Las Vegas Sands shuts door on U.S. gambling hub with $6.25 billion asset sale

The logo of Las Vegas Sands Corp is pictured at the Japan IR EXPO in Yokohama
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Sanjana Shivdas and Noor Zainab Hussain
·2 min read
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By Sanjana Shivdas and Noor Zainab Hussain

(Reuters) - Las Vegas Sands Corp , founded by late casino mogul Sheldon Adelson, will sell its Vegas properties for $6.25 billion, exiting the U.S. gambling hot spot after three decades to focus on Asia, home to the world's largest gambling hub, Macau.

The sale comes nearly two months after the death of Adelson - widely credited with helping transform the Chinese territory of Macau from a den of hard core gambling parlors into a center of luxury resorts and convention centers with revenue that now dwarfs Las Vegas.

Las Vegas Sands said the deal underscores its strategy of reinvesting in its Asian operations, with a focus on Macau and Singapore. Macau and Singapore accounted for 48% and 35% of the company's total revenue in 2020, respectively, according to Refinitiv Eikon data.

"The deal further strengthens the company's balance sheet to fund future growth in other domestic and global markets," Jefferies analysts said, viewing the sale as a net positive.

The properties being sold by the casino operator include the Venetian Resort Las Vegas and the Sands Expo and Convention Center. A possible sale of the properties was widely reported late last year.

The gambling industry, which thrives on air travel and large groups of people in close proximity, has been one of the hardest hit by the COVID-19 pandemic.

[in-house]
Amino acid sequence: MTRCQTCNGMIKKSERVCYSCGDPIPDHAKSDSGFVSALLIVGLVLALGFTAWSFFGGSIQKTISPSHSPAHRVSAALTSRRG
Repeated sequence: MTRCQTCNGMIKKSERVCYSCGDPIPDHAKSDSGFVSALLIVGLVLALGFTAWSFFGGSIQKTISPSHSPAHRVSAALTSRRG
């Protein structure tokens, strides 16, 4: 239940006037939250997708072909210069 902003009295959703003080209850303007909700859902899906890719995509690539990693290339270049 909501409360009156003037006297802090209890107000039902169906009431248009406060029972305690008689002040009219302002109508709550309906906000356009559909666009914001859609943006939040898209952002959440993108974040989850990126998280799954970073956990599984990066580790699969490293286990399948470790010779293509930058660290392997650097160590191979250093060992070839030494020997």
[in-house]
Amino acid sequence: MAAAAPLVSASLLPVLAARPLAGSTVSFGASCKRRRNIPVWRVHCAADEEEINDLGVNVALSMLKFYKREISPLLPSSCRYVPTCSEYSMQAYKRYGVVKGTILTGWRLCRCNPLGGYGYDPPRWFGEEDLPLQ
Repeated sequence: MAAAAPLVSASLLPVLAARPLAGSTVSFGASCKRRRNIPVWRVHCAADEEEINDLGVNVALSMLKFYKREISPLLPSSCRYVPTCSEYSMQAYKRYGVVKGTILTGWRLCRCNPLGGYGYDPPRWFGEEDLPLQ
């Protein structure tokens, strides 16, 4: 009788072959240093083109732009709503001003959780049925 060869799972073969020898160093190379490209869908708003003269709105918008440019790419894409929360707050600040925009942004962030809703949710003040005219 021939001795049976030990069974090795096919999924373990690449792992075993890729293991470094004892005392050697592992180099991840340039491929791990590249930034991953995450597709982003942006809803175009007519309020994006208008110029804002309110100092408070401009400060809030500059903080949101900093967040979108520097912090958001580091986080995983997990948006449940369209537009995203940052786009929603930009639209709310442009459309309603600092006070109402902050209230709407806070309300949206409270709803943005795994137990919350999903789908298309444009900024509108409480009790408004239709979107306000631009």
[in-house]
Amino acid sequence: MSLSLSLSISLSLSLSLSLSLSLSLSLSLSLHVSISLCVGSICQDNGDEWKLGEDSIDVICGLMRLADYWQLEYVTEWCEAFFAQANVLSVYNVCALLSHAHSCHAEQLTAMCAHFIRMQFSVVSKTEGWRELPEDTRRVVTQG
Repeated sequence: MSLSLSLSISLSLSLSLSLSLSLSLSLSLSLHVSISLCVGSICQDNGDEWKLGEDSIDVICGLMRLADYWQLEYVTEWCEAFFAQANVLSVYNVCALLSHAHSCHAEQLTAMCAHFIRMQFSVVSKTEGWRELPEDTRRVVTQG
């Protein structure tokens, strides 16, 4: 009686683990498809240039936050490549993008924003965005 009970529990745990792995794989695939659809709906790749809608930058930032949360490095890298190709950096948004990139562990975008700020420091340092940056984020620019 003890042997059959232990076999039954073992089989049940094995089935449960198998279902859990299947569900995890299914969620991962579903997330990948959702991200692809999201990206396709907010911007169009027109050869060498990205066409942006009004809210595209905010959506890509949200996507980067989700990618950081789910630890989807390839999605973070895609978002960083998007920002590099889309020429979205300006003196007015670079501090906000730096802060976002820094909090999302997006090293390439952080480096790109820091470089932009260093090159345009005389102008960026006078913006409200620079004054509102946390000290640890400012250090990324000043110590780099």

For 2020, Las Vegas Sands reported a loss of $1.69 billion, the biggest in its history, as travel restrictions and lockdowns brought the gambling industry to a virtual stand-still. The company's cash and short-term investments halved to $2.12 billion at the end of 2020 from 2019.

(Graphic: COVID-19 pandemic hits casino operators in 2020: https://graphics.reuters.com/LVSC-DIVESTITURE/azgpoegwbpd/chart.png)

However, widespread vaccinations are expected to aid in the travel recovery. Last month, rival MGM Resorts signaled a pickup in demand later this year as vaccines become more widely available.

Apollo Global Management Inc's affiliate-managed funds will buy the operating company of the Venetian for $2.25 billion and VICI Properties will buy the land and real estate assets of the Venetian for $4 billion.

Apollo's Alex van Hoek said the investment "underscores our conviction in a strong recovery for Las Vegas as vaccines usher in a reopening of leisure and travel in the United States and across the world."

Shares of Las Vegas Sands were up 1.2% at $65.74 in morning trading. The S&P 500 casinos and gaming index has gained 15.2% this year, compared to a 3% rise in the S&P 500.

(Reporting by Sanjana Shivdas and Noor Zainab Hussain in Bengaluru; Additional reporting by Manojna Maddipatla. Writing by Sweta Singh; Editing by Maju Samuel, Bernard Orr)